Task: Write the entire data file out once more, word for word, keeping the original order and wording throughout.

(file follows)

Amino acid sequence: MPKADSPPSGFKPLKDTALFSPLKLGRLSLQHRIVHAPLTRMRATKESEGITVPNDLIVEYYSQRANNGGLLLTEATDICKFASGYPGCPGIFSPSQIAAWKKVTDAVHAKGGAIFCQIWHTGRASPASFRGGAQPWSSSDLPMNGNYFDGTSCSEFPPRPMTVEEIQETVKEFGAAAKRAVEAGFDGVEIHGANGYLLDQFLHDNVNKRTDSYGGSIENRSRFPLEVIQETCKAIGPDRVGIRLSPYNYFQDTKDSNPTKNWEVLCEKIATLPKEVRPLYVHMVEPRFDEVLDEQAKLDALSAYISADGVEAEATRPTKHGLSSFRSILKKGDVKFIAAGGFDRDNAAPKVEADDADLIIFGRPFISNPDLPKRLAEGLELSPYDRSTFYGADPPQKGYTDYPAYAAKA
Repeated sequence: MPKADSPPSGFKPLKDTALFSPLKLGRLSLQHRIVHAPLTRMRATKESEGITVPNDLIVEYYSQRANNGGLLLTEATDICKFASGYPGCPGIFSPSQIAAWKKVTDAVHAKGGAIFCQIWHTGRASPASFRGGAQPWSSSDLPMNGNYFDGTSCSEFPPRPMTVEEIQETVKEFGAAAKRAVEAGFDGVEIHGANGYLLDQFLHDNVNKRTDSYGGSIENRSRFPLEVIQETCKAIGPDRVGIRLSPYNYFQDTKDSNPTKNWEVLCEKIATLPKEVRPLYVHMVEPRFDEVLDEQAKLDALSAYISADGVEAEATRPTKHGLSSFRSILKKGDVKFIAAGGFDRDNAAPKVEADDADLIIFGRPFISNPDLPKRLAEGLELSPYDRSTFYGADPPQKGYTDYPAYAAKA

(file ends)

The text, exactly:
Amino acid sequence: MPKADSPPSGFKPLKDTALFSPLKLGRLSLQHRIVHAPLTRMRATKESEGITVPNDLIVEYYSQRANNGGLLLTEATDICKFASGYPGCPGIFSPSQIAAWKKVTDAVHAKGGAIFCQIWHTGRASPASFRGGAQPWSSSDLPMNGNYFDGTSCSEFPPRPMTVEEIQETVKEFGAAAKRAVEAGFDGVEIHGANGYLLDQFLHDNVNKRTDSYGGSIENRSRFPLEVIQETCKAIGPDRVGIRLSPYNYFQDTKDSNPTKNWEVLCEKIATLPKEVRPLYVHMVEPRFDEVLDEQAKLDALSAYISADGVEAEATRPTKHGLSSFRSILKKGDVKFIAAGGFDRDNAAPKVEADDADLIIFGRPFISNPDLPKRLAEGLELSPYDRSTFYGADPPQKGYTDYPAYAAKA
Repeated sequence: MPKADSPPSGFKPLKDTALFSPLKLGRLSLQHRIVHAPLTRMRATKESEGITVPNDLIVEYYSQRANNGGLLLTEATDICKFASGYPGCPGIFSPSQIAAWKKVTDAVHAKGGAIFCQIWHTGRASPASFRGGAQPWSSSDLPMNGNYFDGTSCSEFPPRPMTVEEIQETVKEFGAAAKRAVEAGFDGVEIHGANGYLLDQFLHDNVNKRTDSYGGSIENRSRFPLEVIQETCKAIGPDRVGIRLSPYNYFQDTKDSNPTKNWEVLCEKIATLPKEVRPLYVHMVEPRFDEVLDEQAKLDALSAYISADGVEAEATRPTKHGLSSFRSILKKGDVKFIAAGGFDRDNAAPKVEADDADLIIFGRPFISNPDLPKRLAEGLELSPYDRSTFYGADPPQKGYTDYPAYAAKA